top of page

The Why Behind the Writing

As a student of history, I am constantly drawn to the past. But as a woman, the past has told me my story isn’t one worth telling.”

This quote is taken from the Note from the Author section in my debut novel, Crimson Time. Since it is the first line my audience reads before they jump into the story, I thought it would be a good place to start this blog. Rather than begin with a typical ‘get to know me’ or ‘meet the author’ post, which I will most likely do later on, I want to use this line to help introduce you to my ‘why’.

Why do I write? Why do I study history?

Like most things, the answer is simple. And complicated at the same time.

At its simplest, I love story. “When I was little, I was the girl in the park with her nose stuck in a book. I carried them with me everywhere and found every occasion I could to break the binding and get lost for a while between the ink and vanilla-scented pages. It always struck me as a kind of magic, the way writers could manipulate 26 little letters in such a way that it was like a movie playing out in my head. I could see the setting as vividly as if I was standing there, the characters as real as if they were standing before me. I would laugh and cry and sit on the edge of my seat all because of a writer and the way she wielded 26 little letters like a paintbrush.”[1]

From an early age, I knew I wanted to do the same thing. I can’t say there was a lightbulb moment where I made this decision. It grew more as a natural, organic thing, like it had been artfully woven into the fabric of who I am as a person. Like it was a part of me.

My love of history came about in a similar way. I can’t recall a time in my life where I found the subject anything but fascinating. With an interest in story, it only seems natural history would be among my passions as it is one giant story made up of an infinite number of smaller ones. It is in these smaller stories I found my historical niche.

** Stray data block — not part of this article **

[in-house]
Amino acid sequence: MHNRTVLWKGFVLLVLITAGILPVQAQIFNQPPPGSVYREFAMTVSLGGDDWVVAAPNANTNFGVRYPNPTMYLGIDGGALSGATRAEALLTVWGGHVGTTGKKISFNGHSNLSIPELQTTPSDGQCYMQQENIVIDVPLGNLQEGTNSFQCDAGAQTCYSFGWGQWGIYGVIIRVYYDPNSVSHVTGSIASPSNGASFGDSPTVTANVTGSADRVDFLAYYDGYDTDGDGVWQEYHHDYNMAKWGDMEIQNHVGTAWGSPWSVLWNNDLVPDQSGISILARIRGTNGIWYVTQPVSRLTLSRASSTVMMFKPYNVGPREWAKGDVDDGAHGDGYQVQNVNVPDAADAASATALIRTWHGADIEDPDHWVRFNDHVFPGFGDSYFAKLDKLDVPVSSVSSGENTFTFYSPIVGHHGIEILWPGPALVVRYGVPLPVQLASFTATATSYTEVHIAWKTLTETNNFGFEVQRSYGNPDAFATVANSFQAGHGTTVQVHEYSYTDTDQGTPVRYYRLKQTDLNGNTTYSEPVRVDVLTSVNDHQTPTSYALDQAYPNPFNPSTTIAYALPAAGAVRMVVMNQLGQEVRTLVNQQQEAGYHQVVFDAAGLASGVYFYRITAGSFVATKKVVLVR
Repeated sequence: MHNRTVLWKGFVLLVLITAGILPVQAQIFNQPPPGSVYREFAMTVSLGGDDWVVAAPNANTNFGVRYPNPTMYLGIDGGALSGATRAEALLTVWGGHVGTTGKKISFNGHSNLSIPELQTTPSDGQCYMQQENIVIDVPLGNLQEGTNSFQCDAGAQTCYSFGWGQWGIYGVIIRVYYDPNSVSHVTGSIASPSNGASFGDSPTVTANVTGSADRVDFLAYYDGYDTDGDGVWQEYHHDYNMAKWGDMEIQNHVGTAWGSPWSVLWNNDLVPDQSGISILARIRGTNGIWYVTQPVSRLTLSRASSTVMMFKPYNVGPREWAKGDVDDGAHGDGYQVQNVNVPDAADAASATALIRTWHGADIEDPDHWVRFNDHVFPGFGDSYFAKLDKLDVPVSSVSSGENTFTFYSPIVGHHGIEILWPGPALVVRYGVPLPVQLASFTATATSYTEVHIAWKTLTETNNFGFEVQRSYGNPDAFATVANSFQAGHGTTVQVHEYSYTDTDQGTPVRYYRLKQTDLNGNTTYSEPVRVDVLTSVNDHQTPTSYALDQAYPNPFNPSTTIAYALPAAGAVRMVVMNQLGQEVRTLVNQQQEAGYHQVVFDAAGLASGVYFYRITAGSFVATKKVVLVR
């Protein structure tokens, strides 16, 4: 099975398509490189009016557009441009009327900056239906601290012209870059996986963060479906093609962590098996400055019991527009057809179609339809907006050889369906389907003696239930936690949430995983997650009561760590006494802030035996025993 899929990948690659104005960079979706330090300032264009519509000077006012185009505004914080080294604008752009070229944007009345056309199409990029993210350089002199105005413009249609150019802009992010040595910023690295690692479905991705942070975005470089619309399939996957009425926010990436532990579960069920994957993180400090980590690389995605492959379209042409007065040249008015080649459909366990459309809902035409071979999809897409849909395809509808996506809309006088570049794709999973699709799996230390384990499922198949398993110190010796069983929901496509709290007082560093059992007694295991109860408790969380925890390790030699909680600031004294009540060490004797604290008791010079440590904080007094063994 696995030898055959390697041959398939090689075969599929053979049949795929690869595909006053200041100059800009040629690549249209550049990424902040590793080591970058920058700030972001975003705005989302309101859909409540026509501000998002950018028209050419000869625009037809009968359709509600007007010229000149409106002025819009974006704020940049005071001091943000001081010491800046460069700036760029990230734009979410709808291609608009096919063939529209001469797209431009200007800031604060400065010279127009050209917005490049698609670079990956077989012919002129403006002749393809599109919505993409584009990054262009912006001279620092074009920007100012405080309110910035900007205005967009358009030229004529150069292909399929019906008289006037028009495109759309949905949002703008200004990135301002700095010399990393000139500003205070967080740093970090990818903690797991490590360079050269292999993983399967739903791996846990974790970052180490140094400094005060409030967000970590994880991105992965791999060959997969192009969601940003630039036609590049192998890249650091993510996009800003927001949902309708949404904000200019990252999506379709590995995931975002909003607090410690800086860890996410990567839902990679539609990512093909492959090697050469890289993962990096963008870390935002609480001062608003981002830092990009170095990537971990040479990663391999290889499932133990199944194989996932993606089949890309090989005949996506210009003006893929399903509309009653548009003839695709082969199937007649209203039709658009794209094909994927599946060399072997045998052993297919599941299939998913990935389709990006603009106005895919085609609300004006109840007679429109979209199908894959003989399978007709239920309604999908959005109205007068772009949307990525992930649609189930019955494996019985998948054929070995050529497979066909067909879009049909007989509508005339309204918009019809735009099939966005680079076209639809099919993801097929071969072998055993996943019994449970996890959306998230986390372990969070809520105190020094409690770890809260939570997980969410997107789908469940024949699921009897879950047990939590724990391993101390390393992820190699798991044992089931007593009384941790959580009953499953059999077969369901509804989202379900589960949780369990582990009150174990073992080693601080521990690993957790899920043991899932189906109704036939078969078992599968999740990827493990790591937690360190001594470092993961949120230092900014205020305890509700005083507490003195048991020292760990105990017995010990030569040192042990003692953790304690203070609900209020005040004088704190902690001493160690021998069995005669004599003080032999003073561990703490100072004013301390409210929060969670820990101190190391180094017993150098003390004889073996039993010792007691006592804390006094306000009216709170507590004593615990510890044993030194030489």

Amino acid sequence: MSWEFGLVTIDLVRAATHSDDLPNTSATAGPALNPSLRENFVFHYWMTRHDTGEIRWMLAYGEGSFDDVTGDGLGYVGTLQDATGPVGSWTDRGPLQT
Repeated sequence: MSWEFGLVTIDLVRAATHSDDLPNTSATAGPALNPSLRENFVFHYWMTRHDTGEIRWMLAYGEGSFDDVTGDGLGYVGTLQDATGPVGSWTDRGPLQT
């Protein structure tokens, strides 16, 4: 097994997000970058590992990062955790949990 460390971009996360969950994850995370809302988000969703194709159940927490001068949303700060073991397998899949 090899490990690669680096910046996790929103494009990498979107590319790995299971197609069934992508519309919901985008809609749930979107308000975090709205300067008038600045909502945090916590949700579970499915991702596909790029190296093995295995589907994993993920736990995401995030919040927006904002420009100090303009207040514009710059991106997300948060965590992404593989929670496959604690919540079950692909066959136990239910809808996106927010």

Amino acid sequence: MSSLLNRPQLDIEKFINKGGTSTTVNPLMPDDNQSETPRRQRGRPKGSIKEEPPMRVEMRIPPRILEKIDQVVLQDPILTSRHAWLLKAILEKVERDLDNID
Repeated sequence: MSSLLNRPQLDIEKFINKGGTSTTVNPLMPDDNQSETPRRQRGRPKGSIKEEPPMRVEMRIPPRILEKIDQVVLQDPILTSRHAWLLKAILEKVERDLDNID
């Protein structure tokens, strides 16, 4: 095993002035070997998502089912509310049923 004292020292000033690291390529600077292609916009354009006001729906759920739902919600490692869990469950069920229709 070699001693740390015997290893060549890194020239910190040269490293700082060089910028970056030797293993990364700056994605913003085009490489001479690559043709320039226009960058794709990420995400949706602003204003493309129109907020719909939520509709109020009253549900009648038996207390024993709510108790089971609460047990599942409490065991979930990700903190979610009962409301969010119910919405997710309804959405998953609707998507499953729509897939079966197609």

As any good writer knows, if you want your audience to connect with a character, you need to make them relatable. That doesn’t mean every character has to be likeable, but whether it is a character in a book or on a screen, something about their appearance, background, and/or characteristics has to resonate with the audience. They have to be able to understand the character’s motivations, and if possible, picture themselves in the character’s shoes.

Though I have always loved history, it did not always resonate with me. For a long time, I couldn’t picture myself in the narrative of it all. I came to realize this was because of the characters in the story I had been told. While I could understand and empathize with a feudal lord or founding father, I couldn’t picture myself as one of them because in the past, I wouldn’t have been one. As a woman, I wouldn’t have been given the chance.

After this realization, I started to actively seek out the stories of women in the past, both well-known figures I had been taught and lesser known ones with stories just as fascinating. What I found was a multitude of vibrant, courageous, history-altering women who few remember even existed, let alone what they accomplished. This didn’t sit right with me, the fact that these stories existed, but weren’t ever talked about or taught. They are as integral to the narrative of history as any other story of the past.

I decided if no one else was going to tell their stories, I would.

At its most complicated, I see problems and hope through my writing and study of the past I can help bring about even the smallest bit of change.

Over the next weeks, I am going to be sharing excerpts and stories from my book, Crimson Time, in this article series. Crimson Time launched on July 27, 2020 on Amazon. You can learn more about Crimson Time or purchase either the e-book ($0.99 on Kindle for the month of August) or paper back at this link:

If you want to connect or have questions, please follow this link,, to my website and fill out a contact form. For news and updates on Crimson Time, you can subscribe to my newsletter (also on the Contact tab of my website) or follow my author accounts (Instagram and Facebook: emilyvanderbent_author Twitter: emvan6).

[1] VanderBent, Emily. "Reflections: Do It Scared,” Girl Museum, Girl Museum Inc., June 11, 2020,

35 views0 comments

Recent Posts

See All


bottom of page